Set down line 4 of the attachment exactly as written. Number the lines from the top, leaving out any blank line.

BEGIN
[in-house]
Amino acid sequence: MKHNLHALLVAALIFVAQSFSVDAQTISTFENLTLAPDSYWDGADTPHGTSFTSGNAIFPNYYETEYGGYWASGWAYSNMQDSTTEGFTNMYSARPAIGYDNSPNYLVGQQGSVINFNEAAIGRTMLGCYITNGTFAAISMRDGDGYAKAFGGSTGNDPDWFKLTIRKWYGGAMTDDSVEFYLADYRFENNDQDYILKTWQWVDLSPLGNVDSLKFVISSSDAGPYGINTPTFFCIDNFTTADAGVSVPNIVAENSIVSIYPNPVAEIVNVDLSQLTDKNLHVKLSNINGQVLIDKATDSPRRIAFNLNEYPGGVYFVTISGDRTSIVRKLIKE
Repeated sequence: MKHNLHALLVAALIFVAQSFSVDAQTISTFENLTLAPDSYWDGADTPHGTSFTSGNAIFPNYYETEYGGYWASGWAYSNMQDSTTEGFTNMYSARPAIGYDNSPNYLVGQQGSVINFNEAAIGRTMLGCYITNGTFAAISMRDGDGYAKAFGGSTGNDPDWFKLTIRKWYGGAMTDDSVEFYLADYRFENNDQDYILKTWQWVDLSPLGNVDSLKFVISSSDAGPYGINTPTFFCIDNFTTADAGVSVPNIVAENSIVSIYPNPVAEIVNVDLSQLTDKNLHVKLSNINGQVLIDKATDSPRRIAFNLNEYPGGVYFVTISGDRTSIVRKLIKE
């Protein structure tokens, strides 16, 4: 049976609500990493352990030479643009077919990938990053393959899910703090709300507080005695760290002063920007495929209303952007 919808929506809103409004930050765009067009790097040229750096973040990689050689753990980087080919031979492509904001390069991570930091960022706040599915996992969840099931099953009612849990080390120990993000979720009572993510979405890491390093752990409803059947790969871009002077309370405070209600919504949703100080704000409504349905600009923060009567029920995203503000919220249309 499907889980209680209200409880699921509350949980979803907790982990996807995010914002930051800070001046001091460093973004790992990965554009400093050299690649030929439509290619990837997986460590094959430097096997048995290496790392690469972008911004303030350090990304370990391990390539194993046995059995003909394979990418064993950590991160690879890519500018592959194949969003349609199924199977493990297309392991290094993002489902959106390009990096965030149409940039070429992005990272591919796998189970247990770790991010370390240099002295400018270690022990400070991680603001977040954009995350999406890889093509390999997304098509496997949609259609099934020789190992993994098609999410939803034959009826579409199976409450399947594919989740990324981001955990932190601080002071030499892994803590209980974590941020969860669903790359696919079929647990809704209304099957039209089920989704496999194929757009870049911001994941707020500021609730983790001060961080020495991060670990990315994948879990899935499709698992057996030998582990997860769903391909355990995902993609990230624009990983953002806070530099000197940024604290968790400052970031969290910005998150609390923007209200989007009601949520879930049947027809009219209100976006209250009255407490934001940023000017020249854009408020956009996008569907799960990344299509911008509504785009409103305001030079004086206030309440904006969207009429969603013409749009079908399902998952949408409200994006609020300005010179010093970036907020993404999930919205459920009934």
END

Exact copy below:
């Protein structure tokens, strides 16, 4: 049976609500990493352990030479643009077919990938990053393959899910703090709300507080005695760290002063920007495929209303952007 919808929506809103409004930050765009067009790097040229750096973040990689050689753990980087080919031979492509904001390069991570930091960022706040599915996992969840099931099953009612849990080390120990993000979720009572993510979405890491390093752990409803059947790969871009002077309370405070209600919504949703100080704000409504349905600009923060009567029920995203503000919220249309 499907889980209680209200409880699921509350949980979803907790982990996807995010914002930051800070001046001091460093973004790992990965554009400093050299690649030929439509290619990837997986460590094959430097096997048995290496790392690469972008911004303030350090990304370990391990390539194993046995059995003909394979990418064993950590991160690879890519500018592959194949969003349609199924199977493990297309392991290094993002489902959106390009990096965030149409940039070429992005990272591919796998189970247990770790991010370390240099002295400018270690022990400070991680603001977040954009995350999406890889093509390999997304098509496997949609259609099934020789190992993994098609999410939803034959009826579409199976409450399947594919989740990324981001955990932190601080002071030499892994803590209980974590941020969860669903790359696919079929647990809704209304099957039209089920989704496999194929757009870049911001994941707020500021609730983790001060961080020495991060670990990315994948879990899935499709698992057996030998582990997860769903391909355990995902993609990230624009990983953002806070530099000197940024604290968790400052970031969290910005998150609390923007209200989007009601949520879930049947027809009219209100976006209250009255407490934001940023000017020249854009408020956009996008569907799960990344299509911008509504785009409103305001030079004086206030309440904006969207009429969603013409749009079908399902998952949408409200994006609020300005010179010093970036907020993404999930919205459920009934």